[After the Priests has spoken] the Shotrim (police/sergeants) added on the following exemption: Let any man who is afraid or is soft-hearted go and return to his home, lest he demoralize the hearts of his brethren like his. (20:8)The commentators cite a dispute in the Talmud (Sotah 43) on this verse between Rabbi Yossi of the Galilee and Rabbi Akiva: Rabbi Akiva understood "soft-hearted" to mean that, despite the priestly promises of success on the battlefield, this man lacked faith in the outcome of battle. In other words, he lacked faith in Gcd.
Rabbi Yossi, however, felt that the soft-hearted soldier believed plenty in Gcd, only he didn't believe in himself: in reflecting upon his own behavior, the soft-hearted man realized that he was not deserving of the Providential intervention promised by the Cohen. He believed that the Jewish Army would prevail, but he feared that he personally might not survive owing to his less than valorous behavior in his private life.
And who is valorous? He who possesses self-control. As the Torah states: he who is slow to anger is greater than a hero, and he who is the master of his emotions is greater than a general who conquers a city. (Avot 4:1)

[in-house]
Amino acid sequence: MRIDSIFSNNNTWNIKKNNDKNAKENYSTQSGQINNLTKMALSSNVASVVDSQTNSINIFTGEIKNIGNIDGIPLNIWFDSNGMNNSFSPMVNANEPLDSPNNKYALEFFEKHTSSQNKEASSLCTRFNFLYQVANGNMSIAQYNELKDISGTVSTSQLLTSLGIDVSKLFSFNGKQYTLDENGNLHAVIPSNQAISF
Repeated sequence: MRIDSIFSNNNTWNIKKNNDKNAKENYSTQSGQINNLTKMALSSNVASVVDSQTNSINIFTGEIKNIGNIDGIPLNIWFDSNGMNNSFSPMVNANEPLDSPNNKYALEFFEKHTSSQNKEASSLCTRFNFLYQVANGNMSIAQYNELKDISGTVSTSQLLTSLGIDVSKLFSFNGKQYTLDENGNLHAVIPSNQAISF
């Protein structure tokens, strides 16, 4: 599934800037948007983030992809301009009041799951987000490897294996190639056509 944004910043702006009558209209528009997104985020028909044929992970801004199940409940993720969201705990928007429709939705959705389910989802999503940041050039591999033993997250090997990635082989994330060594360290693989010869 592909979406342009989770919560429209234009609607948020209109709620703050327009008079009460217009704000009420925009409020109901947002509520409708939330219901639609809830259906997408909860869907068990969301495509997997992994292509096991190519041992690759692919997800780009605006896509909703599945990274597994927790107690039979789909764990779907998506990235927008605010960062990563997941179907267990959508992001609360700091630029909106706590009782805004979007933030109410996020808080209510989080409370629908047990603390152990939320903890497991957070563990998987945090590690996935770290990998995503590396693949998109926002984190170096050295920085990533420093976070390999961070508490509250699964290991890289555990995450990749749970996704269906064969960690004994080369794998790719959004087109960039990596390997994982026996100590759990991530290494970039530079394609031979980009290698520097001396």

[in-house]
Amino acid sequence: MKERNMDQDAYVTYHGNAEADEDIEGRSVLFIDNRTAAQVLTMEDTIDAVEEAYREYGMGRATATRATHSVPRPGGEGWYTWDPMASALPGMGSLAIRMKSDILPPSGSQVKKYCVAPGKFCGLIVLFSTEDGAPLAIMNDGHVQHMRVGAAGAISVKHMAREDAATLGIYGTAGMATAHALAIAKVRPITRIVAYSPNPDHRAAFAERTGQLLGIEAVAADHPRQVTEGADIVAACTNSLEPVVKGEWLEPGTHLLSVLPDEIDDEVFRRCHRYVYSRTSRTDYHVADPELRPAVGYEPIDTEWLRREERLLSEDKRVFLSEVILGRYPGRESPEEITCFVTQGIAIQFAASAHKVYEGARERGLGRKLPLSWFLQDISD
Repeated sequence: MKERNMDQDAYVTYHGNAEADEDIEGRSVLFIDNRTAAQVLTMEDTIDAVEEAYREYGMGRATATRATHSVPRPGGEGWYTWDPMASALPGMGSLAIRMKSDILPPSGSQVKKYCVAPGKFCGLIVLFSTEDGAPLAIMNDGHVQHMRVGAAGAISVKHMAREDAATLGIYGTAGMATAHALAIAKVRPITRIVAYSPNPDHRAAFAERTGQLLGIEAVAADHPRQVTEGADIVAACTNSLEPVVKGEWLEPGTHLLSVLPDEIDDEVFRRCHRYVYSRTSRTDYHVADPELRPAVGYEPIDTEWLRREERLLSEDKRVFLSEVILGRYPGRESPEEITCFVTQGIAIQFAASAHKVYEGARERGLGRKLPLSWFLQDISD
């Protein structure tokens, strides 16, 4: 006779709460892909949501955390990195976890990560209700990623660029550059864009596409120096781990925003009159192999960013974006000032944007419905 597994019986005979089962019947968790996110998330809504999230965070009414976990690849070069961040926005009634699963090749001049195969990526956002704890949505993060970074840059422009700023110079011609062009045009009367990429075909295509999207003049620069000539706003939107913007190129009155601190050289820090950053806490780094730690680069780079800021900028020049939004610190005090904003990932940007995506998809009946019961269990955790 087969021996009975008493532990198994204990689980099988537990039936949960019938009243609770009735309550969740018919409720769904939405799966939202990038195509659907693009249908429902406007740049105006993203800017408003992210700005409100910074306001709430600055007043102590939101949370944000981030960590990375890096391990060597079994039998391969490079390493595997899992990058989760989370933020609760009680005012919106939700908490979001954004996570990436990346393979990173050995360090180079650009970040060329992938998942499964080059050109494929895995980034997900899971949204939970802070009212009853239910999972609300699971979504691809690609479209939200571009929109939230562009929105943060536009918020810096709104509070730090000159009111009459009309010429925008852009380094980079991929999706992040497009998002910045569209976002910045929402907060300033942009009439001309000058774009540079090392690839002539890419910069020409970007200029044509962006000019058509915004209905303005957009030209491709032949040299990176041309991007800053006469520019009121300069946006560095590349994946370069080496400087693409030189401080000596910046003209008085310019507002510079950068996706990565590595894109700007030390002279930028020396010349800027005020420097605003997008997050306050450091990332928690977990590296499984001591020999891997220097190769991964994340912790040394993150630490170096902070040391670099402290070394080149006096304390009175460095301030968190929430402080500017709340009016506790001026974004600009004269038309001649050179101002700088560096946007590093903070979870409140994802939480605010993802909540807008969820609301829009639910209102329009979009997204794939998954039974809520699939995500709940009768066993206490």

This week, secret codicils of the Iranian Nuclear Agreement were revealed which allow the Iranians to verify compliance of the agreement with their own nuclear experts. In other words, the wolves are guarding the hen house.
Neither advocates nor opponents of the Agreement seriously believe that the Iranian Nuclear Development Program is intended to develop therapeutic medical radio-isotopes. (Oh, sorry: except the BBC.)
Throughout the negotiations and even as recently as this week, the Iranians have publicly and unabashedly reiterated their stated goal of destroying Israel and her seven million Jews. And if the Twentieth Century has taught us anything, it's that when demagogues threaten genocide it is foolhardy ignore those threats. Iran and her allies will attack Israel with every means at its disposal when it believes it has sufficient advantage to prevail.
At best, the agreement might defer war until the politicians responsible for crafting it are no longer accountable for their actions. That's the general modus operandi of politicians: take the money now, and kick the can down the road for someone else to deal with later.